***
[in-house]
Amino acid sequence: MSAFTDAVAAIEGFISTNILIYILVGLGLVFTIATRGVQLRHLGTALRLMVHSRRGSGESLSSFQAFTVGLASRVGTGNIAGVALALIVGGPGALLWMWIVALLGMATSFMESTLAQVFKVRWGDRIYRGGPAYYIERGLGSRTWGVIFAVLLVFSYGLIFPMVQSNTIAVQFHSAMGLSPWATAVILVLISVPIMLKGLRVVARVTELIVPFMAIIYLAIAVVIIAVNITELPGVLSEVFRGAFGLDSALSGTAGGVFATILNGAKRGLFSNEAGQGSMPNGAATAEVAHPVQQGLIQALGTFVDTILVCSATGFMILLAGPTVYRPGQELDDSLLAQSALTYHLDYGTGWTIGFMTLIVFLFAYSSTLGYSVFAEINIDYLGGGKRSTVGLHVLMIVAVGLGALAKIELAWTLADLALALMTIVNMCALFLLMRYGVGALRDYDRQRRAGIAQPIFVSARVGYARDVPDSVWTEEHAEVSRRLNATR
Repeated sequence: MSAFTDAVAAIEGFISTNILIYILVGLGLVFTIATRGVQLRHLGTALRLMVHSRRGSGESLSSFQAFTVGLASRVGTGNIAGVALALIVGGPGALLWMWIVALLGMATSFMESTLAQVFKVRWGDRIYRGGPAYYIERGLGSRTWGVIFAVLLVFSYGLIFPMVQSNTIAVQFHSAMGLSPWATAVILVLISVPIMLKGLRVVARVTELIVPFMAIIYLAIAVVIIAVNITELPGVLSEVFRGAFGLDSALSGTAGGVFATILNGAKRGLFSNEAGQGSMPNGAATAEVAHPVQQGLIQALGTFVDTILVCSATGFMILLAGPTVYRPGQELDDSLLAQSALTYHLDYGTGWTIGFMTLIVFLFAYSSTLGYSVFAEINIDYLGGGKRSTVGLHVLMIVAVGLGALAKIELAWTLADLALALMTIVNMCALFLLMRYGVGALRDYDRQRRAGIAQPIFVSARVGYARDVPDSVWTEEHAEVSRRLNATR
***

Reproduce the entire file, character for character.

[in-house]
Amino acid sequence: MSAFTDAVAAIEGFISTNILIYILVGLGLVFTIATRGVQLRHLGTALRLMVHSRRGSGESLSSFQAFTVGLASRVGTGNIAGVALALIVGGPGALLWMWIVALLGMATSFMESTLAQVFKVRWGDRIYRGGPAYYIERGLGSRTWGVIFAVLLVFSYGLIFPMVQSNTIAVQFHSAMGLSPWATAVILVLISVPIMLKGLRVVARVTELIVPFMAIIYLAIAVVIIAVNITELPGVLSEVFRGAFGLDSALSGTAGGVFATILNGAKRGLFSNEAGQGSMPNGAATAEVAHPVQQGLIQALGTFVDTILVCSATGFMILLAGPTVYRPGQELDDSLLAQSALTYHLDYGTGWTIGFMTLIVFLFAYSSTLGYSVFAEINIDYLGGGKRSTVGLHVLMIVAVGLGALAKIELAWTLADLALALMTIVNMCALFLLMRYGVGALRDYDRQRRAGIAQPIFVSARVGYARDVPDSVWTEEHAEVSRRLNATR
Repeated sequence: MSAFTDAVAAIEGFISTNILIYILVGLGLVFTIATRGVQLRHLGTALRLMVHSRRGSGESLSSFQAFTVGLASRVGTGNIAGVALALIVGGPGALLWMWIVALLGMATSFMESTLAQVFKVRWGDRIYRGGPAYYIERGLGSRTWGVIFAVLLVFSYGLIFPMVQSNTIAVQFHSAMGLSPWATAVILVLISVPIMLKGLRVVARVTELIVPFMAIIYLAIAVVIIAVNITELPGVLSEVFRGAFGLDSALSGTAGGVFATILNGAKRGLFSNEAGQGSMPNGAATAEVAHPVQQGLIQALGTFVDTILVCSATGFMILLAGPTVYRPGQELDDSLLAQSALTYHLDYGTGWTIGFMTLIVFLFAYSSTLGYSVFAEINIDYLGGGKRSTVGLHVLMIVAVGLGALAKIELAWTLADLALALMTIVNMCALFLLMRYGVGALRDYDRQRRAGIAQPIFVSARVGYARDVPDSVWTEEHAEVSRRLNATR